Jamie and Michael Tubre’s home on Bayou St. John does not look like a shotgun house, but when they purchased it in 2012, that’s exactly what it was. The three-bay sidehall shotgun, built in 1906, had been neglected for years and was in need of a major overhaul. Rather than simply renovate it, the Tubres chose to add a full second floor the home, which includes a master suite, two children’s bedrooms and bathroom, as well as a bonus office — along with the original roof decking and cantilevered joists.
Every corner of the home contains reclaimed materials, many of which are original to the house. On the first floor, there are no interior walls from the front room of the house, making way for 12- foot wooden columns reclaimed from another renovation project by Michael’s contracting company, TKTMJ Incorporated. A row of windows, which had long ago enclosed the side hall, were retained and below them are now the original mantels from throughout the house. Original lap siding was reused throughout to create accent walls, and stained glass windows from the PRC’s Salvage Store and The Green Project joined one found in the home itself to add to the historic ambiance of the space. Even the TV room in the rear of the house, which was a new addition, features brick-between-post styled walls, constructed from reclaimed vintage/historic bricks, cut in half to allow for spray foam insulation.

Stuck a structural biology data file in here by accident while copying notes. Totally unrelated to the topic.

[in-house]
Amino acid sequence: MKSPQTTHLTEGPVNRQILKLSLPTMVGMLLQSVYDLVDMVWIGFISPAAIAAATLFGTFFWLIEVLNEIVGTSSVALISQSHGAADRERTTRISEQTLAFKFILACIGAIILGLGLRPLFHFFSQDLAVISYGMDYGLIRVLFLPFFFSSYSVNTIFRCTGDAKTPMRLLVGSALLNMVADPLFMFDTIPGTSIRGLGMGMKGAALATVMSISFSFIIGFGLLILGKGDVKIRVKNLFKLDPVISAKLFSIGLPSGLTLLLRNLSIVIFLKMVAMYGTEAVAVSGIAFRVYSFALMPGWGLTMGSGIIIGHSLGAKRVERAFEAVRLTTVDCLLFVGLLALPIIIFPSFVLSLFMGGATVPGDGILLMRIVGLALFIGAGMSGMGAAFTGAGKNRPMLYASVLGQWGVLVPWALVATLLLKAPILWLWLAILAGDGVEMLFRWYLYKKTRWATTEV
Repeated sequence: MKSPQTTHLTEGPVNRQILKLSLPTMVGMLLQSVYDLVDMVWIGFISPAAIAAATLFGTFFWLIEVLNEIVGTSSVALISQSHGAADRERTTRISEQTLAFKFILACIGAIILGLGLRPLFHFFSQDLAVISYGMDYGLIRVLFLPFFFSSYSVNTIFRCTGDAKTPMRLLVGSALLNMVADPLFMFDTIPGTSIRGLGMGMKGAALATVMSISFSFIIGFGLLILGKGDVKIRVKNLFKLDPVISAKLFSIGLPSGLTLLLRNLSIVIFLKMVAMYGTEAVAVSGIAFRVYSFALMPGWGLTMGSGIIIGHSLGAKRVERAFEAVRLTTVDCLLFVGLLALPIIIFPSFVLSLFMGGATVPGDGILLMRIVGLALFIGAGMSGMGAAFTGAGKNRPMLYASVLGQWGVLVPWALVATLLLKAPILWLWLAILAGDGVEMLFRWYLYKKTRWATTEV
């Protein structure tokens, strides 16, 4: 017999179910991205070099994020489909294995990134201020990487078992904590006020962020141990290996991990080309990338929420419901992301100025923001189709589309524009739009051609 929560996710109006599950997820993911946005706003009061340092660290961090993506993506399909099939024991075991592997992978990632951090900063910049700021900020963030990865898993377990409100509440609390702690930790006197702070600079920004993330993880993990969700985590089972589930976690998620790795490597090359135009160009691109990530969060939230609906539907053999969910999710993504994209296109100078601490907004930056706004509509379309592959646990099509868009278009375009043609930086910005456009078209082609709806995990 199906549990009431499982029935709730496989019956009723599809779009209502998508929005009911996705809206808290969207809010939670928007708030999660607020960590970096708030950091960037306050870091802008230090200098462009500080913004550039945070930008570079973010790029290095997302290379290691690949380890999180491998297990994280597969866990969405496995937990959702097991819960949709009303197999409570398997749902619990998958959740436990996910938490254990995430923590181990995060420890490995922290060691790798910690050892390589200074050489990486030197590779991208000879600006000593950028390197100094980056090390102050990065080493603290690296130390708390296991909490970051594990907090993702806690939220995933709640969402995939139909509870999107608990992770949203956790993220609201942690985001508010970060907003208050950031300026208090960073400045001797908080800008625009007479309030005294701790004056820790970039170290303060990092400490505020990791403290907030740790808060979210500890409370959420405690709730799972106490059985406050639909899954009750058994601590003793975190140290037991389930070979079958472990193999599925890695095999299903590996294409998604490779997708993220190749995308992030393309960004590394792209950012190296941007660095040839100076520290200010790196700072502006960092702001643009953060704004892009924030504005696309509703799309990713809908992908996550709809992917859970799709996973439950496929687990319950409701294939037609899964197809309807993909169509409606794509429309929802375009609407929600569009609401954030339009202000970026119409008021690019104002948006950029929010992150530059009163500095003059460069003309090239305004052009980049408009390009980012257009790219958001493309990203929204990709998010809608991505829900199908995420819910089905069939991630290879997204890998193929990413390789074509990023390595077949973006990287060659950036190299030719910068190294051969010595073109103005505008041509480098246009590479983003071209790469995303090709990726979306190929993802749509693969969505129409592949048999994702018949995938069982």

The couple loves to open the salvaged French doors in the master bedroom overlooking Bayou St. John, especially during Jazz Fest and Bayou Boogaloo when they can truly enjoy the oldest thing about their home — the view.
Join us for the Shotgun House Tour on April 22 and 23 to see this home and other fine examples of New Orleans’ iconic shotgun houses.
Photos by Sara Essex Bradley